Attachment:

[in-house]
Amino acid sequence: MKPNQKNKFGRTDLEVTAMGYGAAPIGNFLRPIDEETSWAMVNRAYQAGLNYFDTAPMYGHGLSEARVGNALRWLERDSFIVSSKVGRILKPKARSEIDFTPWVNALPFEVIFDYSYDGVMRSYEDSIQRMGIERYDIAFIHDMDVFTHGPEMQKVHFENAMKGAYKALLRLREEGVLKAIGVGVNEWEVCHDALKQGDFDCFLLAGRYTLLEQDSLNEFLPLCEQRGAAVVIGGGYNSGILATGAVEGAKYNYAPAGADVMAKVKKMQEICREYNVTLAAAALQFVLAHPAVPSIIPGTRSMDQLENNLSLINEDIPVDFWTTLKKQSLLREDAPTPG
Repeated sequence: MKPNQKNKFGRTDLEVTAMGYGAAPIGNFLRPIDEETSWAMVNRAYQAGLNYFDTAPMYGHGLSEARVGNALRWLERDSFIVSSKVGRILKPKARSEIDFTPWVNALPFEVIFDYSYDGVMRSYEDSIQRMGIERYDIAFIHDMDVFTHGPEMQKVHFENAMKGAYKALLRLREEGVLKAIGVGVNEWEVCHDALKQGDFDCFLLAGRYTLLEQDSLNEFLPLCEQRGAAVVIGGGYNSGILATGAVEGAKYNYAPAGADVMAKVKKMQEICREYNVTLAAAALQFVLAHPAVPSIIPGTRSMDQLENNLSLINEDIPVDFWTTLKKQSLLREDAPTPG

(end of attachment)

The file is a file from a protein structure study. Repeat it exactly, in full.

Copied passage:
[in-house]
Amino acid sequence: MKPNQKNKFGRTDLEVTAMGYGAAPIGNFLRPIDEETSWAMVNRAYQAGLNYFDTAPMYGHGLSEARVGNALRWLERDSFIVSSKVGRILKPKARSEIDFTPWVNALPFEVIFDYSYDGVMRSYEDSIQRMGIERYDIAFIHDMDVFTHGPEMQKVHFENAMKGAYKALLRLREEGVLKAIGVGVNEWEVCHDALKQGDFDCFLLAGRYTLLEQDSLNEFLPLCEQRGAAVVIGGGYNSGILATGAVEGAKYNYAPAGADVMAKVKKMQEICREYNVTLAAAALQFVLAHPAVPSIIPGTRSMDQLENNLSLINEDIPVDFWTTLKKQSLLREDAPTPG
Repeated sequence: MKPNQKNKFGRTDLEVTAMGYGAAPIGNFLRPIDEETSWAMVNRAYQAGLNYFDTAPMYGHGLSEARVGNALRWLERDSFIVSSKVGRILKPKARSEIDFTPWVNALPFEVIFDYSYDGVMRSYEDSIQRMGIERYDIAFIHDMDVFTHGPEMQKVHFENAMKGAYKALLRLREEGVLKAIGVGVNEWEVCHDALKQGDFDCFLLAGRYTLLEQDSLNEFLPLCEQRGAAVVIGGGYNSGILATGAVEGAKYNYAPAGADVMAKVKKMQEICREYNVTLAAAALQFVLAHPAVPSIIPGTRSMDQLENNLSLINEDIPVDFWTTLKKQSLLREDAPTPG